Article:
if there was
This susceptinot previously a knowledge of these bility is appealed to in the doctrines two facts,--the precept would be of the gospel. The happiness of unintelligible :--and if the natural heaven is represented as beyond claims of God to the love and obe- what eye hath seen, or ear heard, dience of man were not previous- or heart conceived. The nature of ly seen, the precept would appear this happiness is summarily describunreasonable. Now, in any case, ed by saying, that when Christ to secure obedience to a precept, shall appear the Christian shall be something more is necessary than like him, for he shall see him as he merely that the precept have a is. Such a hope leads a man, in meaning ; and in a case where the the language of the Bible, to purify person to whom the precept is giv- himself,--both by the nature of the en is so averse to the duties en- objects on which it fixes his mind, joined by it, as man is to the duties and by making him strive to avoid enjoined by the precepts of the Bi- every thing which would prevent ble, something more is necessary his attaining to this blessedness. for the purpose of securing this But the doctrine which is adapted obedience, than merely that the most directly to enforce all the precepts be reasonable. The ap- precepts of the Bible, and to operpeal to man's understanding is ate as the most solemn penalty for unsucessful : You must, therefore, all transgression, is the doctrine present something which shall op- of a future punishment. erate as a motive by appealing to These doctrines of a future state his feelings. This power of oper- of reward and punishment cannot ating on the feelings of man is that fail to give efficiency to the prein which the great importance of cepts which are to regulate the the doctrines of the Bible is most conduct of men. They make a clearly manifest. It arises from the twofold appeal to his interest, and adaptation of these doctrines to thus, by awakening his hope and the nature of man, and to the par- fear, they dissuade and deter him ticular precepts which they are de- from sin.---The doctrine which signed to enforce.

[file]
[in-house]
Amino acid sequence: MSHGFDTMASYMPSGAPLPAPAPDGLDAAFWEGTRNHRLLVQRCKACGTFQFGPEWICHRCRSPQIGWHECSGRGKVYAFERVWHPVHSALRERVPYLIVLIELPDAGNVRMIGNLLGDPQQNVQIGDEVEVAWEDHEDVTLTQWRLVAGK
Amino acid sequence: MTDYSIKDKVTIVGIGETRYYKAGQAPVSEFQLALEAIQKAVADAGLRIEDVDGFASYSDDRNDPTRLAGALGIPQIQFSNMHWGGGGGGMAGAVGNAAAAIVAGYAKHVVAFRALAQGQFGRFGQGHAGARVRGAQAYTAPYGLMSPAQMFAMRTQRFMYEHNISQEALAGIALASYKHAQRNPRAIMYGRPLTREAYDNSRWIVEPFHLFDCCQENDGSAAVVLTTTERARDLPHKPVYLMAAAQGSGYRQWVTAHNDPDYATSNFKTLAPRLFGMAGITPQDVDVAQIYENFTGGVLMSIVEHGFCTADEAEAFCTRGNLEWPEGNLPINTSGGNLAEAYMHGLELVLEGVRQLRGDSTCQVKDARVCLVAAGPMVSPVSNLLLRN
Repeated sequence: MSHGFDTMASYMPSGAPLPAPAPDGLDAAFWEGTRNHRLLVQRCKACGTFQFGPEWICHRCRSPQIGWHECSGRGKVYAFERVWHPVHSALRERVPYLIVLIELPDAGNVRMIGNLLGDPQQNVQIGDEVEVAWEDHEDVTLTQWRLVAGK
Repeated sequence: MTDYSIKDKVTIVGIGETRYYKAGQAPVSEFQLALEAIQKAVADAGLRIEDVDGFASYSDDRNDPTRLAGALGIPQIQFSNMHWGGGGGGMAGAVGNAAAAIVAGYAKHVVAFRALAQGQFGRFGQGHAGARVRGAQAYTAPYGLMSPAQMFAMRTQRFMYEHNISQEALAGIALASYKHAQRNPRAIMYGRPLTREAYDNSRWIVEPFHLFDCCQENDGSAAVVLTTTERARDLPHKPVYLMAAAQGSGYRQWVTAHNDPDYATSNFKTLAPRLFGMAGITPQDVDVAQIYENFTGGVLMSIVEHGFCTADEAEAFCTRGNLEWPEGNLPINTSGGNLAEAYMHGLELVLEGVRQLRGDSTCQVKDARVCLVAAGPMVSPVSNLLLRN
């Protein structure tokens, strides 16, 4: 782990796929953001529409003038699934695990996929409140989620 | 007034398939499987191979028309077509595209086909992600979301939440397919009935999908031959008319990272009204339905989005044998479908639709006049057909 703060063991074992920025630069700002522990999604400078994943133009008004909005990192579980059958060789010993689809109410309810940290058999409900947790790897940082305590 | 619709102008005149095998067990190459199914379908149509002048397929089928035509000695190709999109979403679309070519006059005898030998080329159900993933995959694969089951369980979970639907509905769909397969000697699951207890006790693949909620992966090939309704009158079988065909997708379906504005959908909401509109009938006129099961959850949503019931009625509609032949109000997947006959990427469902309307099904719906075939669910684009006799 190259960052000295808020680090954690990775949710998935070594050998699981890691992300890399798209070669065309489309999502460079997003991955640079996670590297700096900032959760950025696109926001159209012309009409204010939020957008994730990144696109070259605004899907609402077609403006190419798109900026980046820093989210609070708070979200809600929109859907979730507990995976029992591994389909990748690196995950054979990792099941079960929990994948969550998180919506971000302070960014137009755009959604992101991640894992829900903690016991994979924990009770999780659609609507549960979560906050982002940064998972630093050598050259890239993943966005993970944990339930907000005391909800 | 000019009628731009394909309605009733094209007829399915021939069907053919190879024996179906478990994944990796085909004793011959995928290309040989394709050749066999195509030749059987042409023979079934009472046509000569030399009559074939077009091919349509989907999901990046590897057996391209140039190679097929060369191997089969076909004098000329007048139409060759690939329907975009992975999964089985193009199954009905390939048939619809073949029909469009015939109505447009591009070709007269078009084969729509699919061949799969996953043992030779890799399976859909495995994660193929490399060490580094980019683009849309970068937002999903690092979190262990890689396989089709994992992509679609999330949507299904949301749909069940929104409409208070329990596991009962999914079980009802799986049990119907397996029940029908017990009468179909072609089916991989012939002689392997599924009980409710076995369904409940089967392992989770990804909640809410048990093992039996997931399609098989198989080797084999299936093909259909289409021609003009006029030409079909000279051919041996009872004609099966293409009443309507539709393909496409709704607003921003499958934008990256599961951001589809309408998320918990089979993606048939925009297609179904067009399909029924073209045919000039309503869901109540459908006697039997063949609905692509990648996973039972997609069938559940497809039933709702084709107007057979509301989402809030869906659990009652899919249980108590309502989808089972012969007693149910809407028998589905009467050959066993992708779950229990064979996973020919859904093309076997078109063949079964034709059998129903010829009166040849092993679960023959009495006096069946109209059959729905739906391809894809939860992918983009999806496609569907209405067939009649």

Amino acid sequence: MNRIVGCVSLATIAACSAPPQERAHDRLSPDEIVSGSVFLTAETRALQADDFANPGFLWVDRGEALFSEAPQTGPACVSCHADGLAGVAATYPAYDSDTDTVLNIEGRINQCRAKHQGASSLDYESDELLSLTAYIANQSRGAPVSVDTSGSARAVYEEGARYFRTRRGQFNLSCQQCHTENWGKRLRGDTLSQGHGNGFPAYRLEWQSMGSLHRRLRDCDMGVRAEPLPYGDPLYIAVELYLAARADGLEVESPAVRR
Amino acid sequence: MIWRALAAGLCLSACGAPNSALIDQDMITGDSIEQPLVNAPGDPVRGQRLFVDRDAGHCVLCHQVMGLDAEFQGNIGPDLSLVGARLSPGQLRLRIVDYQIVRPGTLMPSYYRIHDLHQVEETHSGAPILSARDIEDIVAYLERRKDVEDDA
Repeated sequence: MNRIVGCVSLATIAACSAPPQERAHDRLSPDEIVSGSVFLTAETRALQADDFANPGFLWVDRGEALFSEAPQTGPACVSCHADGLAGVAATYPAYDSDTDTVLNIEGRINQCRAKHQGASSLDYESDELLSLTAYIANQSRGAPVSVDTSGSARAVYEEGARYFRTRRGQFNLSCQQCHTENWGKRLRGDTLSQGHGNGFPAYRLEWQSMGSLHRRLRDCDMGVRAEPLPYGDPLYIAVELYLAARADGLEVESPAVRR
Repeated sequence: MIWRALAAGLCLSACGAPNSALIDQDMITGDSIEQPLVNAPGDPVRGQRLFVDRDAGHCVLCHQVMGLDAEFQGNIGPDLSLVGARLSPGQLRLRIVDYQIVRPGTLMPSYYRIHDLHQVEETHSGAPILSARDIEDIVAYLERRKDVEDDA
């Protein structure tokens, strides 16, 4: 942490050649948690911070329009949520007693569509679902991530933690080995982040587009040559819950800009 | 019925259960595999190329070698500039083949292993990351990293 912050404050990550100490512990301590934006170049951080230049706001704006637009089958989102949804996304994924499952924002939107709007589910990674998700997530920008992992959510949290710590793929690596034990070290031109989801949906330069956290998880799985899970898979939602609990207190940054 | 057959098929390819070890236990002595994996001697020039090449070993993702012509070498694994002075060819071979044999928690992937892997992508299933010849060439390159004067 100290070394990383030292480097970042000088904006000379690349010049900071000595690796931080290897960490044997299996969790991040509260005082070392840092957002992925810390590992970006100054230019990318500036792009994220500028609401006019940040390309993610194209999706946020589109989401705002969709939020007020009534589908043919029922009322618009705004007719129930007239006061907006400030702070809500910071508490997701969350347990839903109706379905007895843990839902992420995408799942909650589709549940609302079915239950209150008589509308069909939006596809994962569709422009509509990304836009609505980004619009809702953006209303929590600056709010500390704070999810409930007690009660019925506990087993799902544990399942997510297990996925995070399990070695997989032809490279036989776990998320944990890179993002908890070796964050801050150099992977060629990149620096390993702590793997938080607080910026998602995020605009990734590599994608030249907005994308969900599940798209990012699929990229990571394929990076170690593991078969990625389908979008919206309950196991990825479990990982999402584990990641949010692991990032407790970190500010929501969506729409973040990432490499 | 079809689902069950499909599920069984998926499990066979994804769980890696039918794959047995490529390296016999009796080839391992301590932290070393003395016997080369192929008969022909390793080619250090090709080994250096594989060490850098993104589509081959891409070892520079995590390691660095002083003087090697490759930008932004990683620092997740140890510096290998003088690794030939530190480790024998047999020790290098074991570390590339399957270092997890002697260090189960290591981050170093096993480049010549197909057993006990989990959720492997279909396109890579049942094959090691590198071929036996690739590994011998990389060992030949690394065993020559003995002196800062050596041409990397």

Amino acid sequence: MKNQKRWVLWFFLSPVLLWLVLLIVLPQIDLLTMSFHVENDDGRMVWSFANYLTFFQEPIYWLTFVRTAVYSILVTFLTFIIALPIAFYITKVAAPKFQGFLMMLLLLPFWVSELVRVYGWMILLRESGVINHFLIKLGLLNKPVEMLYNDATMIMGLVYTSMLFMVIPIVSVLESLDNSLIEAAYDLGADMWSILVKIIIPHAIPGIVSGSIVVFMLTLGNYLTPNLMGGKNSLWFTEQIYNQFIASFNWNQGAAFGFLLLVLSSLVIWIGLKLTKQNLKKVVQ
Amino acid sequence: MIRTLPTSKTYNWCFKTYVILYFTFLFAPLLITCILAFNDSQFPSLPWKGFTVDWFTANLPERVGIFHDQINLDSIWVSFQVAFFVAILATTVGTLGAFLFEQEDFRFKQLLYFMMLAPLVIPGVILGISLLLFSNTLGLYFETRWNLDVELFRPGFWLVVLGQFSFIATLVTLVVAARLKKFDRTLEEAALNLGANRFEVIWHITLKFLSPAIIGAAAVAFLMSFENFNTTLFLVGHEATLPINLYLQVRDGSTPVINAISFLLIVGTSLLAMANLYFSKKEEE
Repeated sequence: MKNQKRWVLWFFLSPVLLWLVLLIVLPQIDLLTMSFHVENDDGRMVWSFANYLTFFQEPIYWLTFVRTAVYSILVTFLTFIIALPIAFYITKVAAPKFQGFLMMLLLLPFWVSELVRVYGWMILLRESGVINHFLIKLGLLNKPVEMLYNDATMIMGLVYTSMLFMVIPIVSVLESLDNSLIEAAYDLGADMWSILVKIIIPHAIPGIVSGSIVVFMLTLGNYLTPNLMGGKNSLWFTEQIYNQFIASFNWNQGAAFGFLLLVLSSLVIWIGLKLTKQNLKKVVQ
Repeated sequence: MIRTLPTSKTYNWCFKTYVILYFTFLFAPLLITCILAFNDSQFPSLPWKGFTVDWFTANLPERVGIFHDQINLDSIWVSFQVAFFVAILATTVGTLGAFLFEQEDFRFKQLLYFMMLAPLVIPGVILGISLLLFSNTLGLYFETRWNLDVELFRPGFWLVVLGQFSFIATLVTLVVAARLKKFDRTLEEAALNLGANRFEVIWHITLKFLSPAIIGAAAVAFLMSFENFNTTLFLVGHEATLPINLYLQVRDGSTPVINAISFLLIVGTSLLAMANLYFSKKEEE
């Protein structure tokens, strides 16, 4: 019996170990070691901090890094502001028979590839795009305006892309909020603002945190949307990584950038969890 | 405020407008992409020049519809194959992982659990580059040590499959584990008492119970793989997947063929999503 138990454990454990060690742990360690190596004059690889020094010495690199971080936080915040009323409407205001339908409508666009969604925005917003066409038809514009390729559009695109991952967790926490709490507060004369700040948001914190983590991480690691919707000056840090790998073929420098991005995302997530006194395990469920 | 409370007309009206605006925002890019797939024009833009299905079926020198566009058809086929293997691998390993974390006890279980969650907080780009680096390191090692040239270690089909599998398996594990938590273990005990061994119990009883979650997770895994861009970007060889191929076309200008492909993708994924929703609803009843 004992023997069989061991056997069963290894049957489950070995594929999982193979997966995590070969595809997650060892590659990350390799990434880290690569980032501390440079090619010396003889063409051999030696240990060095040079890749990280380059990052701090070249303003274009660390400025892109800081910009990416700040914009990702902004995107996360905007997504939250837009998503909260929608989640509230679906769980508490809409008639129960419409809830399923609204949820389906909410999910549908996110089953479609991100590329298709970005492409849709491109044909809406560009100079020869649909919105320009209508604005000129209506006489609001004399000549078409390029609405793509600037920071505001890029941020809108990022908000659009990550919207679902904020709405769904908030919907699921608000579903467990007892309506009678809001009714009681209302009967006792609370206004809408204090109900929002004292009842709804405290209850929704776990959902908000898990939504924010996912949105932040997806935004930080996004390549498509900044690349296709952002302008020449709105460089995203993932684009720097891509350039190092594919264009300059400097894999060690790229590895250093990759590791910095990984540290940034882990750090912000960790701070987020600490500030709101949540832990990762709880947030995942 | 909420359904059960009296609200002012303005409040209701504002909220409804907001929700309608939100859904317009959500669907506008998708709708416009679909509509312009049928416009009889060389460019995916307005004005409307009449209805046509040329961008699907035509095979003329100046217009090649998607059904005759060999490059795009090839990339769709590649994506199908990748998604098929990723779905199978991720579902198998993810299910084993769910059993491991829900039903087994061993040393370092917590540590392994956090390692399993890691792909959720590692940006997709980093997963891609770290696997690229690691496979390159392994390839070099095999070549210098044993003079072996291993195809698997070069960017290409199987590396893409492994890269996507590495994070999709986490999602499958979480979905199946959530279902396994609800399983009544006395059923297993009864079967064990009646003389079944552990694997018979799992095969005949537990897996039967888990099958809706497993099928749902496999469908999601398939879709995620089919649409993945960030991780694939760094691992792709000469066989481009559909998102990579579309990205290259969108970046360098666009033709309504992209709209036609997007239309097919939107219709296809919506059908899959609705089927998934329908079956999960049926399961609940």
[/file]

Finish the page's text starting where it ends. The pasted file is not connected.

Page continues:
teaches the love of Christ in sufMan has a susceptibility of being af- fering for sinners, is no less effifected by gooriness, exhibited in acts cient in producing a hatred of sin. of kindness done to himself, and by It is an apprehension of the goodsufferings endured for his sake. This
ness of God, and a familiarity with susceptibility is appealed to by the it, in all its aspects, which leads doctrines of the Gospel in such lan- inen to repentance. guage as this ; “God so loved the But in order to make the docworld, that he gave his only begot- trines of the Bible produce their ten Son, that whosoever believeth proper effect, they must not be viewin him should not perish, but have ed as matters of mere speculation.
God does not reveal facts to men probably is, that they do not like to which he designed should be mere- feel the binding force of the prely known, as a gratification to cu- cepts. The precepts of the Bible, riosity ; and of which it is of little viewed aside from the doctrines, consequence whether we have a